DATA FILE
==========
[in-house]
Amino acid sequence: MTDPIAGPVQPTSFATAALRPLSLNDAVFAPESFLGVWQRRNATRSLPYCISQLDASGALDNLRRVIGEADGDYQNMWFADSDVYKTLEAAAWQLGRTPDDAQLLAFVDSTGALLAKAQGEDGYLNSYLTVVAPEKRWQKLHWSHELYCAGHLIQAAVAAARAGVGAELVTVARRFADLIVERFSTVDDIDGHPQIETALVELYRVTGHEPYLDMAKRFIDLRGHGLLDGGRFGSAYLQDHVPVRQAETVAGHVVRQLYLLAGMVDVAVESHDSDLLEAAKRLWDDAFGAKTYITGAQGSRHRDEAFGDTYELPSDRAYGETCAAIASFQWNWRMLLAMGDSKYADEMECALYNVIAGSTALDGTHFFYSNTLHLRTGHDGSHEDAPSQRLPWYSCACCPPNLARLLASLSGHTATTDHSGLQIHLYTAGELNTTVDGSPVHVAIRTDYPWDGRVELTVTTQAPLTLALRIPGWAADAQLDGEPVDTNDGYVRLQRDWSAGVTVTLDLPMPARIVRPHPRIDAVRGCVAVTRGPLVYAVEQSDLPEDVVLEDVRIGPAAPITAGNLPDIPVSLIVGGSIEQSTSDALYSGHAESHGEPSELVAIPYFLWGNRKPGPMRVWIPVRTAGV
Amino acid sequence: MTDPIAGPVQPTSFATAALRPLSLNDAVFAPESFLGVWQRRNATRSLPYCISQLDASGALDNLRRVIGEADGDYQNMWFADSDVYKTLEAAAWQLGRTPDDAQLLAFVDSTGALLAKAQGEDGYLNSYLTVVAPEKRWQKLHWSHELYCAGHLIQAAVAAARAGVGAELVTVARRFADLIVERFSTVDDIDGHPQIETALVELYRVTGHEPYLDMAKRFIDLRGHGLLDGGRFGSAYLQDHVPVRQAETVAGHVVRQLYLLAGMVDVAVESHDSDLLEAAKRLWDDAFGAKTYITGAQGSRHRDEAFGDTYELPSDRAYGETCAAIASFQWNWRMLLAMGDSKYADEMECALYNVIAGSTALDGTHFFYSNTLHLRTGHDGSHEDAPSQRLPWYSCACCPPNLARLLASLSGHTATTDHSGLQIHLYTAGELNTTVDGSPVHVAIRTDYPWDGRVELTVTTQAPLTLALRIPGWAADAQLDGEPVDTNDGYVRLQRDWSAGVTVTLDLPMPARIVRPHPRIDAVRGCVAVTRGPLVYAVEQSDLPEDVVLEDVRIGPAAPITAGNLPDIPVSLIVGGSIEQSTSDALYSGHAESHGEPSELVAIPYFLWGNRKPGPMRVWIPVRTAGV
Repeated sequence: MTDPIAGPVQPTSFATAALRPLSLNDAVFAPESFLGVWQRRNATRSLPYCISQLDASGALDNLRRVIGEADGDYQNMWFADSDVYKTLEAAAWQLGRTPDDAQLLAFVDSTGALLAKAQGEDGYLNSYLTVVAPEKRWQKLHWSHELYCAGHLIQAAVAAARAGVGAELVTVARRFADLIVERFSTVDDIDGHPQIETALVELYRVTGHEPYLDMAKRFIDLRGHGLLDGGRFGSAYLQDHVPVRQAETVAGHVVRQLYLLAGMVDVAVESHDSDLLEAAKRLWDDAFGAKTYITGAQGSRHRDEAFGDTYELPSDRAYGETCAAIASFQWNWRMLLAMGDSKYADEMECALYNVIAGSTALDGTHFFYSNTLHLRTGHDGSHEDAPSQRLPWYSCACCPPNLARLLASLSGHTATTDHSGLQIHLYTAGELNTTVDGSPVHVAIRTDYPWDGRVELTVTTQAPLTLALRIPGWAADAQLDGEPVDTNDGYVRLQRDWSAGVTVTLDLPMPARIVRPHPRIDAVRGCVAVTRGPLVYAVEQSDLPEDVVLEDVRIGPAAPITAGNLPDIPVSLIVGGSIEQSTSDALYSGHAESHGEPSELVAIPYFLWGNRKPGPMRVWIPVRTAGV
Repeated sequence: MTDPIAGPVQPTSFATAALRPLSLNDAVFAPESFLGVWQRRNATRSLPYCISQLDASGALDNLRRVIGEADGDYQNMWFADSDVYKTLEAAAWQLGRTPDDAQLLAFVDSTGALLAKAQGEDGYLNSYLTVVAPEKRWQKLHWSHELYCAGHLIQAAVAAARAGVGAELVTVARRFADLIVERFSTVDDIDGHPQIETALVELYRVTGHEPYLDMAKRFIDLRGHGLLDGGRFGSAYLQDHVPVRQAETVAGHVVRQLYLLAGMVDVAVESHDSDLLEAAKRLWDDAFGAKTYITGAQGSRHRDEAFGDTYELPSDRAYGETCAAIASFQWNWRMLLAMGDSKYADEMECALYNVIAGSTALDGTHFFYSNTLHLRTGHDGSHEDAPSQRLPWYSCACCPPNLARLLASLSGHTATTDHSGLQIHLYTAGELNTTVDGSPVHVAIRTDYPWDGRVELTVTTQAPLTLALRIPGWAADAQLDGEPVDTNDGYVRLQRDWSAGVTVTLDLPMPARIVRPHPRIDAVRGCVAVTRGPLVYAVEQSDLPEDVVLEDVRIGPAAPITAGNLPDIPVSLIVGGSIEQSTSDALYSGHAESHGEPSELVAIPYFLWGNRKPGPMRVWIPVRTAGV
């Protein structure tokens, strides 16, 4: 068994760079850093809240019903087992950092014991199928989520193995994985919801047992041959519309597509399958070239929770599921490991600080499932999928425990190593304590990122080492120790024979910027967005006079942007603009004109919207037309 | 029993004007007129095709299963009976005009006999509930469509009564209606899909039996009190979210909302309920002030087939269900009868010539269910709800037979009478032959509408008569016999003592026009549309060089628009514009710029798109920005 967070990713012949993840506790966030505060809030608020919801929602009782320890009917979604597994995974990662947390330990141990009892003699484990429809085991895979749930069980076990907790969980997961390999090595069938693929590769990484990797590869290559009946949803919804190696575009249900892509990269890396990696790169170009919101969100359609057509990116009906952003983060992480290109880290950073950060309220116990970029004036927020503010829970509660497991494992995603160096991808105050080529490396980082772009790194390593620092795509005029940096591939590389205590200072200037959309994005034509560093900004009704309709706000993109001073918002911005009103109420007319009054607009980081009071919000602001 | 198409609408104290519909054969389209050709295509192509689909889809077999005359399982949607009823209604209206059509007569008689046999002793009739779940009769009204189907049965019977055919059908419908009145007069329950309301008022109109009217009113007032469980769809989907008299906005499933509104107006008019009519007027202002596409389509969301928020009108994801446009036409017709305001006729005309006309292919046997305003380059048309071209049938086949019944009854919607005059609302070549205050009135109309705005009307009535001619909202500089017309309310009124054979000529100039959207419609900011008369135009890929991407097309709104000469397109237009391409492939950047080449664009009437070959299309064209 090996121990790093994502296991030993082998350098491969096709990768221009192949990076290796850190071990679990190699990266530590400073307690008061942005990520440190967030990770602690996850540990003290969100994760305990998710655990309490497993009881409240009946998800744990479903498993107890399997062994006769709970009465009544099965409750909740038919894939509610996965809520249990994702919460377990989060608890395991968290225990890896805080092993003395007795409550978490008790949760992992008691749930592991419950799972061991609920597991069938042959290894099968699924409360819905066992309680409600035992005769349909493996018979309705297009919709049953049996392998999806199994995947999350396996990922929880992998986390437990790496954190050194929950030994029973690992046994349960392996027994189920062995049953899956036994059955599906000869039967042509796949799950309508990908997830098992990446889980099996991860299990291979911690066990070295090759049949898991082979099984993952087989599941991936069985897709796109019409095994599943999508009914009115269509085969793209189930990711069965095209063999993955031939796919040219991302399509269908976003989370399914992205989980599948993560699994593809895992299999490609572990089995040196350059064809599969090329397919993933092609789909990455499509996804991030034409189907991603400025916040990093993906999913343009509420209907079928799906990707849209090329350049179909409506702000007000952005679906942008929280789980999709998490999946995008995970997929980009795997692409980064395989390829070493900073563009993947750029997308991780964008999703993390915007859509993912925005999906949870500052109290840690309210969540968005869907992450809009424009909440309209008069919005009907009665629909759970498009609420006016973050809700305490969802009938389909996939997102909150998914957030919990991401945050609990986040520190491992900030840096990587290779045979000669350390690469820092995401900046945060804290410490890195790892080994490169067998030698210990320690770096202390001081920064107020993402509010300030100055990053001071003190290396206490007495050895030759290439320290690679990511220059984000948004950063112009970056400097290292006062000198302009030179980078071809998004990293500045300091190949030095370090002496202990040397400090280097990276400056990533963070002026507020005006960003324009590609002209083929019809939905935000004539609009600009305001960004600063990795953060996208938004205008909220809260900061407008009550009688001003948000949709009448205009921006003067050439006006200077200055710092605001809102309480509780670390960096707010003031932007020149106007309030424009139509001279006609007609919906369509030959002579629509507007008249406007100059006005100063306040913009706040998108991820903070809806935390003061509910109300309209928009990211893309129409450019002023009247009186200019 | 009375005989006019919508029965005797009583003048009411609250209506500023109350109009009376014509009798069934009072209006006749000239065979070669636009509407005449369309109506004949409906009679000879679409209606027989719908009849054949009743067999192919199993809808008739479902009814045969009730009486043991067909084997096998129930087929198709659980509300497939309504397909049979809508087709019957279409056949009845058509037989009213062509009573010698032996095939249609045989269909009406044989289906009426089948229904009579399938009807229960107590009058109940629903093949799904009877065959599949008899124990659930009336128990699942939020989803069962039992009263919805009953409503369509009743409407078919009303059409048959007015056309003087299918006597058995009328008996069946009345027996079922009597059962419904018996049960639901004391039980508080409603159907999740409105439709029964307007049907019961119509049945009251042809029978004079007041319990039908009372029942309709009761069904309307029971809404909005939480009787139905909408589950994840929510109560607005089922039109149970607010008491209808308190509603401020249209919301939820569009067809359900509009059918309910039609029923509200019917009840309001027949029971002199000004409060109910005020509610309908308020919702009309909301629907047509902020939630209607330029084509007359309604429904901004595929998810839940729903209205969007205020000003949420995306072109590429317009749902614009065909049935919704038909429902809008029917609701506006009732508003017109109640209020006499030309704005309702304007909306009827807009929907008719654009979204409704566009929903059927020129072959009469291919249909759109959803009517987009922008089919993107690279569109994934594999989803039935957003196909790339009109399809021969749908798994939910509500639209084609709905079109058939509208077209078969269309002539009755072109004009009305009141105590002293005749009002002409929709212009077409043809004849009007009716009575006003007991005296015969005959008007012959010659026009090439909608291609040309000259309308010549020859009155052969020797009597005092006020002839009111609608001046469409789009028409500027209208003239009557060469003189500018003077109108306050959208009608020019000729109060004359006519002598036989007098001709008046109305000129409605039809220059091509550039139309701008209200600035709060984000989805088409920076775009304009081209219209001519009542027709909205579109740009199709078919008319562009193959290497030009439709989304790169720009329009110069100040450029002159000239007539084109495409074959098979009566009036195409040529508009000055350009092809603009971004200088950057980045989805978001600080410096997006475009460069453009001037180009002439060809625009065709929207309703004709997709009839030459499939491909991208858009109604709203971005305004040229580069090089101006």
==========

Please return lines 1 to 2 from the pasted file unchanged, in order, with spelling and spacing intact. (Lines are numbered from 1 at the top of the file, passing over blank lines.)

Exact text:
[in-house]
Amino acid sequence: MTDPIAGPVQPTSFATAALRPLSLNDAVFAPESFLGVWQRRNATRSLPYCISQLDASGALDNLRRVIGEADGDYQNMWFADSDVYKTLEAAAWQLGRTPDDAQLLAFVDSTGALLAKAQGEDGYLNSYLTVVAPEKRWQKLHWSHELYCAGHLIQAAVAAARAGVGAELVTVARRFADLIVERFSTVDDIDGHPQIETALVELYRVTGHEPYLDMAKRFIDLRGHGLLDGGRFGSAYLQDHVPVRQAETVAGHVVRQLYLLAGMVDVAVESHDSDLLEAAKRLWDDAFGAKTYITGAQGSRHRDEAFGDTYELPSDRAYGETCAAIASFQWNWRMLLAMGDSKYADEMECALYNVIAGSTALDGTHFFYSNTLHLRTGHDGSHEDAPSQRLPWYSCACCPPNLARLLASLSGHTATTDHSGLQIHLYTAGELNTTVDGSPVHVAIRTDYPWDGRVELTVTTQAPLTLALRIPGWAADAQLDGEPVDTNDGYVRLQRDWSAGVTVTLDLPMPARIVRPHPRIDAVRGCVAVTRGPLVYAVEQSDLPEDVVLEDVRIGPAAPITAGNLPDIPVSLIVGGSIEQSTSDALYSGHAESHGEPSELVAIPYFLWGNRKPGPMRVWIPVRTAGV